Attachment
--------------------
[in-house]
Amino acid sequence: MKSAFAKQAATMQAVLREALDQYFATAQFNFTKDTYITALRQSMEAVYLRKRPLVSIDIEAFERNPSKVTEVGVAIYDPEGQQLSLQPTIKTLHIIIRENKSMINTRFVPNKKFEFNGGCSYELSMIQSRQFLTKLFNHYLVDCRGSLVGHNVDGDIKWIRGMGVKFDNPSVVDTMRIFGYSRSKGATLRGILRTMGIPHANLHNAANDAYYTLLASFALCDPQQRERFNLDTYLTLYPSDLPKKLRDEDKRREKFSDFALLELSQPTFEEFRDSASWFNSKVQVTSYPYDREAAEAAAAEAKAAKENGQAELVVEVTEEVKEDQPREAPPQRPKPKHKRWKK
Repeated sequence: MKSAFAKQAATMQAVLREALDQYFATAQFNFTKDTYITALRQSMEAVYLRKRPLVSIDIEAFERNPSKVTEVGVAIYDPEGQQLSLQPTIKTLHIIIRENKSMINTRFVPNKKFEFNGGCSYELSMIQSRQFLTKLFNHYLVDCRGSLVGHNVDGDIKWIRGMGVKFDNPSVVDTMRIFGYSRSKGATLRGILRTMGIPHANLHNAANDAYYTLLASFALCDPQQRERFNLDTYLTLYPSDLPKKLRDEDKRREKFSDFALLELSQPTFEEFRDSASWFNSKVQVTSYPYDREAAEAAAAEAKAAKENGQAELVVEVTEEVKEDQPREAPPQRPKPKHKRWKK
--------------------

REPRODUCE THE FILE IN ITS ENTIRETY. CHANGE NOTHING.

[in-house]
Amino acid sequence: MKSAFAKQAATMQAVLREALDQYFATAQFNFTKDTYITALRQSMEAVYLRKRPLVSIDIEAFERNPSKVTEVGVAIYDPEGQQLSLQPTIKTLHIIIRENKSMINTRFVPNKKFEFNGGCSYELSMIQSRQFLTKLFNHYLVDCRGSLVGHNVDGDIKWIRGMGVKFDNPSVVDTMRIFGYSRSKGATLRGILRTMGIPHANLHNAANDAYYTLLASFALCDPQQRERFNLDTYLTLYPSDLPKKLRDEDKRREKFSDFALLELSQPTFEEFRDSASWFNSKVQVTSYPYDREAAEAAAAEAKAAKENGQAELVVEVTEEVKEDQPREAPPQRPKPKHKRWKK
Repeated sequence: MKSAFAKQAATMQAVLREALDQYFATAQFNFTKDTYITALRQSMEAVYLRKRPLVSIDIEAFERNPSKVTEVGVAIYDPEGQQLSLQPTIKTLHIIIRENKSMINTRFVPNKKFEFNGGCSYELSMIQSRQFLTKLFNHYLVDCRGSLVGHNVDGDIKWIRGMGVKFDNPSVVDTMRIFGYSRSKGATLRGILRTMGIPHANLHNAANDAYYTLLASFALCDPQQRERFNLDTYLTLYPSDLPKKLRDEDKRREKFSDFALLELSQPTFEEFRDSASWFNSKVQVTSYPYDREAAEAAAAEAKAAKENGQAELVVEVTEEVKEDQPREAPPQRPKPKHKRWKK